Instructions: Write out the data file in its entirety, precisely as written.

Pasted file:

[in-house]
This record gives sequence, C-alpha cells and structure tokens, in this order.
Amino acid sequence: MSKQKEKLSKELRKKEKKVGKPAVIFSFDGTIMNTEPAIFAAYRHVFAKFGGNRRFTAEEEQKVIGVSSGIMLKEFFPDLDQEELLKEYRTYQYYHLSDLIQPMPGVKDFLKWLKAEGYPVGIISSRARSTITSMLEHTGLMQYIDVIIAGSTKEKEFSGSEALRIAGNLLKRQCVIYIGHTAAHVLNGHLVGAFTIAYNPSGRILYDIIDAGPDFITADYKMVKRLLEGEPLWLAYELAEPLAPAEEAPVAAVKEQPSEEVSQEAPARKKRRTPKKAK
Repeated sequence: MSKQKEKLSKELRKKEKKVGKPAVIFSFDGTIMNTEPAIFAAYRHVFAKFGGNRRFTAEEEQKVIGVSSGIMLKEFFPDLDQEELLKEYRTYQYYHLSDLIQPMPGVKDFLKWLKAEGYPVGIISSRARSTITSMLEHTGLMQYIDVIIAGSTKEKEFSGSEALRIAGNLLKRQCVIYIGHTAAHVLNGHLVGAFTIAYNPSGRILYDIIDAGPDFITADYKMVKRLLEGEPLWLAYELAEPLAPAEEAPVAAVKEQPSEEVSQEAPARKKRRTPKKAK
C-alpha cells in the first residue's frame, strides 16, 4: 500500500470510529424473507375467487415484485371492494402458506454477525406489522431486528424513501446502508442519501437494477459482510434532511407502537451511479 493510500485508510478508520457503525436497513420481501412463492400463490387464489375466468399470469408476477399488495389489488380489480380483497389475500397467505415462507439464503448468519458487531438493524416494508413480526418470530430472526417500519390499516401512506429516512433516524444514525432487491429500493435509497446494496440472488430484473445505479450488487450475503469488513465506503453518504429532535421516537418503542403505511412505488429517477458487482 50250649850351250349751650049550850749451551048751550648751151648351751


[in-house]
This record gives sequence, C-alpha cells and structure tokens, in this order.
Amino acid sequence: MSKQKEKLSKELRKKEKKVGKPAVIFSFDGTIMNTEPAIFAAYRHVFAKFGGNRRFTAEEEQKVIGVSSGIMLKEFFPDLDQEELLKEYRTYQYYHLSDLIQPMPGVKDFLKWLKAEGYPVGIISSRARSTITSMLEHTGLMQYIDVIIAGSTKEKEFSGSEALRIAGNLLKRQCVIYIGHTAAHVLNGHLVGAFTIAYNPSGRILYDIIDAGPDFITADYKMVKRLLEGEPLWLAYELAEPLAPAEEAPVAAVKEQPSEEVSQEAPARKKRRTPKKAK
Repeated sequence: MSKQKEKLSKELRKKEKKVGKPAVIFSFDGTIMNTEPAIFAAYRHVFAKFGGNRRFTAEEEQKVIGVSSGIMLKEFFPDLDQEELLKEYRTYQYYHLSDLIQPMPGVKDFLKWLKAEGYPVGIISSRARSTITSMLEHTGLMQYIDVIIAGSTKEKEFSGSEALRIAGNLLKRQCVIYIGHTAAHVLNGHLVGAFTIAYNPSGRILYDIIDAGPDFITADYKMVKRLLEGEPLWLAYELAEPLAPAEEAPVAAVKEQPSEEVSQEAPARKKRRTPKKAK
C-alpha cells in the first residue's frame, strides 16, 4: 500500500470510529424473507375467487415484485371492494402458506454477525406489522431486528424513501446502508442519501437494477459482510434532511407502537451511479 493510500485508510478508520457503525436497513420481501412463492400463490387464489375466468399470469408476477399488495389489488380489480380483497389475500397467505415462507439464503448468519458487531438493524416494508413480526418470530430472526417500519390499516401512506429516512433516524444514525432487491429500493435509497446494496440472488430484473445505479450488487450475503469488513465506503453518504429532535421516537418503542403505511412505488429517477458487482 50250649850351250349751650049550850749451551048751550648751151648351751